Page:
the sub-adult males lock their antlers in a trial of strength.
However, the more serious fights among the adult males from December
to January, the crucial mating season, are a sight to behold.
The competing stags lock antlers with all their strength, kicking
clouds of dust around them.
The females graze around them, seemingly unconcerned by the sight and
the sound of the clashing antlers.
The young ones cant help being a little curious, and watch the
fight from the corner of their eyes. The winner, after having chased
away the loser, basks in mud before reentering the herd.
There have been incidents when the antlers of the warring stags had
got so intricately tangled that the animals were unable to detach
themselves. Not being able to graze nor drink, the animals died a slow
death. At times, human intervention failed to detach the barasinghas
locked antlers even after the deer had died.
The Tiger in Trouble
If you are in Kanha, you are in Tiger Land. Chances of seeing a
tiger here are good despite the fact that the sal forests can get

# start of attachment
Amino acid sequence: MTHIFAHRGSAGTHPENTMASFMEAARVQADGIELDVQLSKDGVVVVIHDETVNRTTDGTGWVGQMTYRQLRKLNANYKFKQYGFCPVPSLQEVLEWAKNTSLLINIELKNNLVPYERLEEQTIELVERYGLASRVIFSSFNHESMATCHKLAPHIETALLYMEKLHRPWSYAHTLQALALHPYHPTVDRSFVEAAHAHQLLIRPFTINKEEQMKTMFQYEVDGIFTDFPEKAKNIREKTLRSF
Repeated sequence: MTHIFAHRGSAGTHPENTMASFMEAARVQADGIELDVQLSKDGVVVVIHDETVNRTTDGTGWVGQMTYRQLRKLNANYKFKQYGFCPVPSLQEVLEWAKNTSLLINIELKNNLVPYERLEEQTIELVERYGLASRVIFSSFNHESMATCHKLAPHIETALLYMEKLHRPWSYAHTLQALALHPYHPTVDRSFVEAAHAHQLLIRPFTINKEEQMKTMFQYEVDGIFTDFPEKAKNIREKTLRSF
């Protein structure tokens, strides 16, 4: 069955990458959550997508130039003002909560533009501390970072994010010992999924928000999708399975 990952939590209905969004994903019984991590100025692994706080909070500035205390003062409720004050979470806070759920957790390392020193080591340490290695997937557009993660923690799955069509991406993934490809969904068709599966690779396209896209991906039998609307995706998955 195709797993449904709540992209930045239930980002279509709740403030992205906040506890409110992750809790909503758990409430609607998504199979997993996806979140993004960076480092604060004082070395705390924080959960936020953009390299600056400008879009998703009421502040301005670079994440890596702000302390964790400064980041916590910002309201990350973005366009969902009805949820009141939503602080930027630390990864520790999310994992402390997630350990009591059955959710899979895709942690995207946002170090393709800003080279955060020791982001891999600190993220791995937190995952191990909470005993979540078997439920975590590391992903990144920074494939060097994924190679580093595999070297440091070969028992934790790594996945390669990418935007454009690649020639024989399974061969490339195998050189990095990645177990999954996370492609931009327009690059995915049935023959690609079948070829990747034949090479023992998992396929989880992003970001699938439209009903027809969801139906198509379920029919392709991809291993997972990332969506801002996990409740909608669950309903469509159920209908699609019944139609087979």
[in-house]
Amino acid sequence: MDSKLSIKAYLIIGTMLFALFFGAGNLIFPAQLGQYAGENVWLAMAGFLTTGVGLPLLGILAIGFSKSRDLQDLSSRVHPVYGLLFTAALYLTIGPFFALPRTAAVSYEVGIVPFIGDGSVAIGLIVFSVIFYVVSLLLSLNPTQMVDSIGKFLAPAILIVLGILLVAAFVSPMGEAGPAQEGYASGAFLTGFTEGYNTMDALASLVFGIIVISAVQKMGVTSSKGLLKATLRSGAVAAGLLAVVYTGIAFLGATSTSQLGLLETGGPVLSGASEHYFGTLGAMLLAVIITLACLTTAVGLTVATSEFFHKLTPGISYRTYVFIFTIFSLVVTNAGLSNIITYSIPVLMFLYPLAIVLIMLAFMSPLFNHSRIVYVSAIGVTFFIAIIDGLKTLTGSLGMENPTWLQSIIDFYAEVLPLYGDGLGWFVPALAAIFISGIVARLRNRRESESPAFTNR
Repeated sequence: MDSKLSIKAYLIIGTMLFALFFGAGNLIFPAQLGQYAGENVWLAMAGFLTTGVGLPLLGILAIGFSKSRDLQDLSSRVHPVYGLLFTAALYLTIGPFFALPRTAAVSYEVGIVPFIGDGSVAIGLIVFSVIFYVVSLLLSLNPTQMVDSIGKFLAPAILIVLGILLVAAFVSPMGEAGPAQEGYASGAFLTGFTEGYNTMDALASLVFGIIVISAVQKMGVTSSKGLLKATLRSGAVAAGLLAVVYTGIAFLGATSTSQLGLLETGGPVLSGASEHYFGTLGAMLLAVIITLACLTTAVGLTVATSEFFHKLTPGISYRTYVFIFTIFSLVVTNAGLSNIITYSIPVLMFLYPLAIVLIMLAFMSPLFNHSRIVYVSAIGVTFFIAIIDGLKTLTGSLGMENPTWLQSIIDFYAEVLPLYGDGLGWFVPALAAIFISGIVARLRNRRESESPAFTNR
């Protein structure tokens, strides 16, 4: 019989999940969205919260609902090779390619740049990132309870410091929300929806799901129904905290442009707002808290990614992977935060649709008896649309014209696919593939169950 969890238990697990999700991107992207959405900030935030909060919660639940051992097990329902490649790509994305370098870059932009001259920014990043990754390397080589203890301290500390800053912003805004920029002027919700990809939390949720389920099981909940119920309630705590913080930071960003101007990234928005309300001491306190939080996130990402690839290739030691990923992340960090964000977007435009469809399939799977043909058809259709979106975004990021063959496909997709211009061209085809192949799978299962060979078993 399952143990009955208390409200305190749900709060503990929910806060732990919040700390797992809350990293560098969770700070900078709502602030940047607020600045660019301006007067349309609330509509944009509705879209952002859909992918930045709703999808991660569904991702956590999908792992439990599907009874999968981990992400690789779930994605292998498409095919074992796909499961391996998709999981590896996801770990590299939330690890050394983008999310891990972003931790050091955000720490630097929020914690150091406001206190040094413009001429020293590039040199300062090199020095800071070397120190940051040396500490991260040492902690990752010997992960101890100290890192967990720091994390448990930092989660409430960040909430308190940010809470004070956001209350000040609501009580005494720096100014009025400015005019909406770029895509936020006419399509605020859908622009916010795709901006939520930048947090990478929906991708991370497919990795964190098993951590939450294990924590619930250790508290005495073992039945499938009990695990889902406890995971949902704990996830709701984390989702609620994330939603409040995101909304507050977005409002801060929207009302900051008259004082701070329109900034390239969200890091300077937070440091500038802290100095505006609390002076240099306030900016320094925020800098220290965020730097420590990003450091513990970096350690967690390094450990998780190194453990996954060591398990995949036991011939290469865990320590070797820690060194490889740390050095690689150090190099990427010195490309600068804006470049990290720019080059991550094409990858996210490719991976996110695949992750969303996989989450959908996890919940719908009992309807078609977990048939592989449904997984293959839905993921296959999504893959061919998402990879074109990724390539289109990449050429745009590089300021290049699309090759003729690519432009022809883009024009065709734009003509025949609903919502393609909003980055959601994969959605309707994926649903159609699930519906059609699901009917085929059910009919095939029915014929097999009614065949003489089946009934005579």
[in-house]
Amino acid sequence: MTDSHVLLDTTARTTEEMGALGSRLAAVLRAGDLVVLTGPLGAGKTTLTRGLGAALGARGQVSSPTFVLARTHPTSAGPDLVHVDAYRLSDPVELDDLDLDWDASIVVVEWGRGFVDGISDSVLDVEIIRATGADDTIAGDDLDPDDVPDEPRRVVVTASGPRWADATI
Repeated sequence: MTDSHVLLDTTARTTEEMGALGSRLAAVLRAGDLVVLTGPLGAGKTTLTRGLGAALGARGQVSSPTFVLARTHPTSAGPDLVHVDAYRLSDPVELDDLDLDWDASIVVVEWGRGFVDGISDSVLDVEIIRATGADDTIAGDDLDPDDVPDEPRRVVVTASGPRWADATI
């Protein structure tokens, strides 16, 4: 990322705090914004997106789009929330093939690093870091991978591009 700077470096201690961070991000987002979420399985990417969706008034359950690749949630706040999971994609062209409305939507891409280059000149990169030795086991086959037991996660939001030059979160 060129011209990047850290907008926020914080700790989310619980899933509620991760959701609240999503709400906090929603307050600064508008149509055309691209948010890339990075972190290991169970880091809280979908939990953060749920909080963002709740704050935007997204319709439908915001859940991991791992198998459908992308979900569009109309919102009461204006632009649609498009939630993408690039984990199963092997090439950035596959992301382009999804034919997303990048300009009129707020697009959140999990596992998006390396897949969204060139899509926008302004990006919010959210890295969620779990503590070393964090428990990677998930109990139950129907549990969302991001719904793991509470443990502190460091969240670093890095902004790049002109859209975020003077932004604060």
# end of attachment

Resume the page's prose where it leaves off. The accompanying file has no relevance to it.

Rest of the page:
quite dense at places. Seen in its natural habitat, the tiger is one
of the most fascinating beasts in the world. It is also almost
invisible, be it in greenery or in brown bush.
The tiger has this amazing ability to sneak up on its prey without
the slightest sound, even while walking on dry undergrowth. But theres
a catch. While a tiger lies in the bush, it is almost impossible to
see the animal it stays perfectly still without a sound. Except
for its tail, which it can never hold still, however hard it tries.
George Schaller, a well-known wildlife researcher, did a study in
Kanha on the tiger and the major herbivores that form its prey.
Conducted in 1967, this research is regarded as one of the best
studies on Indian Wildlife, and has inspired other similar projects.
These studies show that at its best, Kanha can sustain a rather large
tiger population, especially in the core areas of the reserve. But as
is the case with other Tiger Reserves in India, the tiger is fighting
a battle of survival in Kanha as well. Not only is the tiger being